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Women of Prayer and Justice – Session 6: St. Hildegard of Bingen (1098-1179)

Prepared by
Eleanor Lincoln, CSJ and Catherine Litecky, CSJ
Women at the Well Ministry, St. Paul, MN

St Hildegard of Bigen

Photo by Mary Kaye Medinger, 2001

The flames engraved over the head of St. Hildegard on this statue represent the gifts of the Holy Spirit given so abundantly to her. The statue appears on the exterior of the parish church of St. Hildegard in Eibingen, Germany, where her relics are enshrined.

 

Hildegard’s contemporaries in the 12th century knew of her as a Benedictine abbess, and also as a theologian and preacher, poet and composer, healer and author. The Benedictine tradition of prayer and work provided the setting for her long and fruitful life.

For over 800 years Hildegard was not widely known outside of Germany. However, recent interest in the role of visionary women in religious history, and discovery of her remarkable creativity in so many areas, have made her today one of the best-known women mystics.

St. Hildegard of Bingen’s life and writings attract many people because they speak to contemporary interests such as holistic living, care of the environment, and creation-centered spirituality. Hildegard’s message promotes everything that is life-giving. She exemplifies words of St. Irenaeus who said, “The glory of God is a person fully alive.”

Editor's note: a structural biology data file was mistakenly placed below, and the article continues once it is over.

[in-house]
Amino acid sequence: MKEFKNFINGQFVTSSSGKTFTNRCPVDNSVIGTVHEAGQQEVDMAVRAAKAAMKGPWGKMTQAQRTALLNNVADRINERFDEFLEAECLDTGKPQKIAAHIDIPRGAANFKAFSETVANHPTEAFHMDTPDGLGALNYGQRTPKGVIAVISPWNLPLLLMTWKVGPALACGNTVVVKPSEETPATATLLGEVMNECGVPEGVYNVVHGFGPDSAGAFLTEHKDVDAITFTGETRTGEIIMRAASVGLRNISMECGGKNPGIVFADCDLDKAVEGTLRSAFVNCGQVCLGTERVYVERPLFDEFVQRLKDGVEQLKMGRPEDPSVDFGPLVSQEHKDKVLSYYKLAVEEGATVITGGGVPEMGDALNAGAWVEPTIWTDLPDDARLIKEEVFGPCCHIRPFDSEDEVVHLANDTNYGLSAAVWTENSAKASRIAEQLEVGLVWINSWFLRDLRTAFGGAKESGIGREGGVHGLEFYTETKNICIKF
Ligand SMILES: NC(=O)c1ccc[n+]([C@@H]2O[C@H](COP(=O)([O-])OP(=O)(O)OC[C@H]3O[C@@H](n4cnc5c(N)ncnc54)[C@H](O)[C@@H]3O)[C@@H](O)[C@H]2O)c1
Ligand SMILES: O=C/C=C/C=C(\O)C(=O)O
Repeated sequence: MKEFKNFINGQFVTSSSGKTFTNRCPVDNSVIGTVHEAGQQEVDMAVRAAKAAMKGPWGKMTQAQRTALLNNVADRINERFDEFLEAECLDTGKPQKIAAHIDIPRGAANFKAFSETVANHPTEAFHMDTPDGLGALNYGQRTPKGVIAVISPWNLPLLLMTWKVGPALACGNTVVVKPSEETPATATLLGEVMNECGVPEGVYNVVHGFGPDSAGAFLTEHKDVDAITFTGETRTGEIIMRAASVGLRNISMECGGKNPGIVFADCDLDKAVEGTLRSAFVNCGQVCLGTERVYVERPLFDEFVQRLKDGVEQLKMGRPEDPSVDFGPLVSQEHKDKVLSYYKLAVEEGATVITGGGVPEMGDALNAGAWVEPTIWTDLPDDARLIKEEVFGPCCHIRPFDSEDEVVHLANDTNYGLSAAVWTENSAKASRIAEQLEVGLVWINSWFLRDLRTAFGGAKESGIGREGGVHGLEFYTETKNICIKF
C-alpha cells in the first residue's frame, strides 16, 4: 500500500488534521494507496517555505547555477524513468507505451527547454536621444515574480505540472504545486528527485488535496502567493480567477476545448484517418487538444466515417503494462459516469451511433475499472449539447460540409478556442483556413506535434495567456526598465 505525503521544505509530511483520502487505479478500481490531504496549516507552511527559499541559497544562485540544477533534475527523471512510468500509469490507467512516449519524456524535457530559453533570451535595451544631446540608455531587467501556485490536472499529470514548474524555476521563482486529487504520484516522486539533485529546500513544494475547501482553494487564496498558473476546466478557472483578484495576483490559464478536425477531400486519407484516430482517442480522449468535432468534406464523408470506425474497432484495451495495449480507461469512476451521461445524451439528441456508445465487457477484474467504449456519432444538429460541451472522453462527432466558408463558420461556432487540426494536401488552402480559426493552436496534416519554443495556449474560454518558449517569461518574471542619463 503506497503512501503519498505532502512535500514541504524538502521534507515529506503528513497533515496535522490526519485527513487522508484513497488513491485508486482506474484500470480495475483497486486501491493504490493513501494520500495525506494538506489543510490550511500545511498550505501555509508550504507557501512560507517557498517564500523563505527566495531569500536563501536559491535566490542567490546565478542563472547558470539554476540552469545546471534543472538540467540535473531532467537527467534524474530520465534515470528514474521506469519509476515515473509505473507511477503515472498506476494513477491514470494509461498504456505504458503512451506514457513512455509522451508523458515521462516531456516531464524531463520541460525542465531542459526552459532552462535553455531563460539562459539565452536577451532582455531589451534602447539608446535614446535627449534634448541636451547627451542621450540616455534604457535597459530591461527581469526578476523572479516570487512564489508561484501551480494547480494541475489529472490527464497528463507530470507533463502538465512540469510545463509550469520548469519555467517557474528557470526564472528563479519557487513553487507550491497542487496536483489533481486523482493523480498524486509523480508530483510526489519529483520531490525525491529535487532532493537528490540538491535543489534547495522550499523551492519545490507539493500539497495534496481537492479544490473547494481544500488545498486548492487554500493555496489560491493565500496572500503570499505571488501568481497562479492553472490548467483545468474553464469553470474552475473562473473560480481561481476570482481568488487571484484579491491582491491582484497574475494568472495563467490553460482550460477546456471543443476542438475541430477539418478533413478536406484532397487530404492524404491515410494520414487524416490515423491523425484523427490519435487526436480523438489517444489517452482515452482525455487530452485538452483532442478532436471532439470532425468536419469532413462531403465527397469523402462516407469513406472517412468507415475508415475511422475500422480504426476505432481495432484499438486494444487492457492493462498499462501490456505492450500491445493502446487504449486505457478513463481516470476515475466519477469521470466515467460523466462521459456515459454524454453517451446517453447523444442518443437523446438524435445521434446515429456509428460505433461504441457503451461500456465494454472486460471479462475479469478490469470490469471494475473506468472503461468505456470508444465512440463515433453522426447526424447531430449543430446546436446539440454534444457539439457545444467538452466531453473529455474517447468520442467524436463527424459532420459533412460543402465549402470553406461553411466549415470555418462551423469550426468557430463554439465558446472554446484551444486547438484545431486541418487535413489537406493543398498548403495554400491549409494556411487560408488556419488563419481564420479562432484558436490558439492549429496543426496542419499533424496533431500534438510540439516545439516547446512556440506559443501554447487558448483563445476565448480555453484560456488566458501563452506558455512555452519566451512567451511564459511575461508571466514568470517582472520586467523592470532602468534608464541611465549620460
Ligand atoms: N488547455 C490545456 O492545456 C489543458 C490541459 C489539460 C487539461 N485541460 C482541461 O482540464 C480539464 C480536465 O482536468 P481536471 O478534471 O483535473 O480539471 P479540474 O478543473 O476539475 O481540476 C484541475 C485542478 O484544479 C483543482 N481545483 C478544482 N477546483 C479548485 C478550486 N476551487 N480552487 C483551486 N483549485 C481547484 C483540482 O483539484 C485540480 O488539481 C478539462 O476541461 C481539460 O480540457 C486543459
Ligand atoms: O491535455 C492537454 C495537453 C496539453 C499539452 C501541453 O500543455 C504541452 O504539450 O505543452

It is difficult to describe adequately her deep and rich spirituality. In her time a Benedictine monk, Guibert, who knew Hildegard well, tried persistently to get her to describe her spirituality. Finally she said simply that she felt like a feather carried by the wind, the breath of God.

As you begin this retreat with Hildegard, try to become quiet within yourself by taking a few deep breaths. Imagine yourself as she did– as a feather (or balloon, or a kite), being lifted up by a gentle breeze. Reflect on the times in your life when you have felt buoyed up by God’s love for you. After a few minutes pray for the grace to become more aware of God’s love for you now. You may want to stand with arms outstretched and pray, “God of my life, my times are in your hands. Sustain me in your love.”

Hildegard’s life was shaped by her own culture and background. She was born into a noble family in Germany in 1098, the youngest of ten children of devout parents. They dedicated her to God when she was a child, considering her their “tithe” offering to the Church, the tenth child. A Benedictine nun named Jutta gave her an excellent education at a time when most people could not read.